After about 90 minutes, the tarp was lifted off the infield, much to the delight of those who braved the storms, and awaited some ceremony and game time.
At this rate, we realized how quickly the field staff was working, and that it was probably a good idea to wrap things up at the 755 Club, and head to our 201 level seats. As you can see here, we were at the 755 Club for a little while, and after the second bucket of Miller Lites, we decided that it was better to camp our seats and order more ballpark-priced beer than forfeit the primo seating, which is what essentially pushed us to this amusing tab. As for the nachos, I'm sure Beard will chime in and say something about how it was the worst $16 nachos he'd ever eaten in his entire life.
By the time we got to our seats, the ceremony was under way. Slightly inebriated, I couldn't help but wonder if the fact that Giants players were playing catch and loosening up, while the Braves did their obligation to honor Tom Glavine was going to play any difference in the game throughout the night.
A slightly closer look at the stage during the presentation - the #47 which will be placed in Monument Grove, as well as a framed jersey and oil painting of Glavine, along with Schuerholz, Bobby, his wife Chris, and all 5-6 of the Glavine children were also on stage.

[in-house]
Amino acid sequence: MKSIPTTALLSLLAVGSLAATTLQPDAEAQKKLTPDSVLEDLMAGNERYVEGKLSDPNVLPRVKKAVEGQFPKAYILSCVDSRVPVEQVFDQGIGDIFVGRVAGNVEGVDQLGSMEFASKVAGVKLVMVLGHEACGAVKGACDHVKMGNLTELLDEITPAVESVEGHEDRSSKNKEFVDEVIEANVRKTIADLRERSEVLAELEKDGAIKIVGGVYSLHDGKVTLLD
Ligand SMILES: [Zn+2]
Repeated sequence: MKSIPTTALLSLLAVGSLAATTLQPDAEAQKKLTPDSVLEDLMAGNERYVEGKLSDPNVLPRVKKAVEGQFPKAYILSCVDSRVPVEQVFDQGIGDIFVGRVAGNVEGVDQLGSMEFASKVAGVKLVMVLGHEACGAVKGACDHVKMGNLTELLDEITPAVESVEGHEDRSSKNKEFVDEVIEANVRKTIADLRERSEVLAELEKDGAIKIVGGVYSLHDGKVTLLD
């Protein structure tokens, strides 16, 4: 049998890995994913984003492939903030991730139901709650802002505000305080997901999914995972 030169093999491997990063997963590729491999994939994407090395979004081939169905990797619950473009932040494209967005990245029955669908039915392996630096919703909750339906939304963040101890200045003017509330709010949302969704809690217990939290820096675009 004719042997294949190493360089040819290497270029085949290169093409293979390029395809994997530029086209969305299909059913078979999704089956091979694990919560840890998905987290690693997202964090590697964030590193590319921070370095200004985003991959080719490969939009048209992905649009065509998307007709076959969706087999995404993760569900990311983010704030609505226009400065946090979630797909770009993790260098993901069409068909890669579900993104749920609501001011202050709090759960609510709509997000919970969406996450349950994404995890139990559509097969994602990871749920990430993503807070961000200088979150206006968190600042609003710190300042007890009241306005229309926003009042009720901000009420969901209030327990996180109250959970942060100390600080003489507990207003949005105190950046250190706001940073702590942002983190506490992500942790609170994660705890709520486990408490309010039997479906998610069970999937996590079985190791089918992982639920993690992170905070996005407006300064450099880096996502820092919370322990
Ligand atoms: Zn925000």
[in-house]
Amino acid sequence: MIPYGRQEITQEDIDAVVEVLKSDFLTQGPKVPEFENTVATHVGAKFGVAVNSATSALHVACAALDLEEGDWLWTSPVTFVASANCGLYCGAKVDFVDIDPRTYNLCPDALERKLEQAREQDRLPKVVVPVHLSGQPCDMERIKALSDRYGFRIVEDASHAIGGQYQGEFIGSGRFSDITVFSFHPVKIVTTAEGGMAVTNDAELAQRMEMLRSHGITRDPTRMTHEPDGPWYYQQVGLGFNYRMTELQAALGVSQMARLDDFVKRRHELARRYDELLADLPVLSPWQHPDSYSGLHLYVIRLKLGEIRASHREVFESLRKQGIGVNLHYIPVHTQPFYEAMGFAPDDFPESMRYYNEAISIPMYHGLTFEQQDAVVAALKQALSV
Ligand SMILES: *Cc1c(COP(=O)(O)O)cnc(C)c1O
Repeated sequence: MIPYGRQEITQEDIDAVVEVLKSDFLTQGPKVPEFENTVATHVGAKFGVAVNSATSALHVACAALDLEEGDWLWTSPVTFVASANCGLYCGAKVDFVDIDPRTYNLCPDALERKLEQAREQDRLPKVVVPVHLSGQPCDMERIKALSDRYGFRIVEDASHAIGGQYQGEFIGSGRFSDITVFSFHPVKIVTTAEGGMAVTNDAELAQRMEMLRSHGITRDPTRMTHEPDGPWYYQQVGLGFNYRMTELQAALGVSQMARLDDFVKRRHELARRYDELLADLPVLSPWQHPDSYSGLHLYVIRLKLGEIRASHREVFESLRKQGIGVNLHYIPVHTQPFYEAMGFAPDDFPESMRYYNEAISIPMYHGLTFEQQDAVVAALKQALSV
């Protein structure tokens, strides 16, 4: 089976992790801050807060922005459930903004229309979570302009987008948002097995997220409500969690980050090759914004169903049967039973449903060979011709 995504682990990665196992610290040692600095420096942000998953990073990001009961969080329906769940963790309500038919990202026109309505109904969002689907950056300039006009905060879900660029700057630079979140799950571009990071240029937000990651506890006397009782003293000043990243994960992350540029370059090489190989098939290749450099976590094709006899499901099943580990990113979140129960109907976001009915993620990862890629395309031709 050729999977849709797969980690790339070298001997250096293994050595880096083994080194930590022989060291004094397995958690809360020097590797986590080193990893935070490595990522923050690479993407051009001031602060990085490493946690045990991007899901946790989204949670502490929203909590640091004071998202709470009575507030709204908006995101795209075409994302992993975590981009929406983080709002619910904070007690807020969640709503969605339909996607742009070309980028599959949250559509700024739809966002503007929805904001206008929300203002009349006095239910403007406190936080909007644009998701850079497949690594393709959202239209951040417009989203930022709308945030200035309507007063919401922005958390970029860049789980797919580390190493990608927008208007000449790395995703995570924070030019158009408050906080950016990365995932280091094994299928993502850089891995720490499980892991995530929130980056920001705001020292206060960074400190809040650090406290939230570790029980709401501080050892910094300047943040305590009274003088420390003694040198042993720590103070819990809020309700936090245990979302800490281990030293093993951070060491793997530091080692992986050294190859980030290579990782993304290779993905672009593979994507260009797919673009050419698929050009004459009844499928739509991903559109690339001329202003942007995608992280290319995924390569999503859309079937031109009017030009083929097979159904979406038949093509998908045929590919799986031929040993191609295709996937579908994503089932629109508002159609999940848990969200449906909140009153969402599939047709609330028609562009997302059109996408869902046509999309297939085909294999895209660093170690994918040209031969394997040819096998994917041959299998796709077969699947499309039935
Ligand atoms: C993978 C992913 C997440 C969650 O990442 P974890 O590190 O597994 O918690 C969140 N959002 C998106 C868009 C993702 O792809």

As is the norm with the great ones, Tommy looked quite uncomfortable being in the spotlight, but held together slightly better than the fidgety and restless Greg Maddux, during his ceremony.
And the number is finally unveiled, with Tom Glavine's #47 being enshrined with the other greats, Greg Maddux, Dale Murphy, Phil Niekro, Hank Aaron, Eddie Matthews, and Warren Spahn.
Tommy and his three sons all throwing out the ceremonial first pitches. What I found amusing was that in 90% of the games, Brooks Conrad is the guy who catches the first pitch, and on an evening that required four catchers, Brooks was nowhere to be seen. Where's the respect??
As for the game itself, I didn't bother taking a whole lot of pictures. A part of me was just trying to sober up, and the other part of me was making a lot of remarks with the Beard Brothers of things we'd likely never say on the internet, but perfectly adequate to make while slightly inebriated and at the park itself. But here's a picture of Matt Diaz: Cleanup Hitter, and I was hoping more than anything that he would have the same kind of game in the 4-spot like he did against Johan Santana, but ended uphaving an abysmal night overall. I guess the experiment's over. Speaking of which, I made a joke about how "watch Barry Zito be inspired by the soft-tossing Tom Glavine," and then sure as (crap) by the end of the night I glanced at the stats on my phone, and he had 10 strikeouts. Barry Zito. With ten strikeouts.
Since we all know what happened on this evening, I won't go into the heartbreaking details, but I did get a great kick out of Freddy Sanchez's night of futility, as he predictably and repeatedly kept hitting into F9s on the evening. In the top of the eighth, I was livid with attempting to call yet another F9, but he instead ground into a disappointing 4-3.
But the game was irrelevant. It was Tom Glavine Day in Braves Country.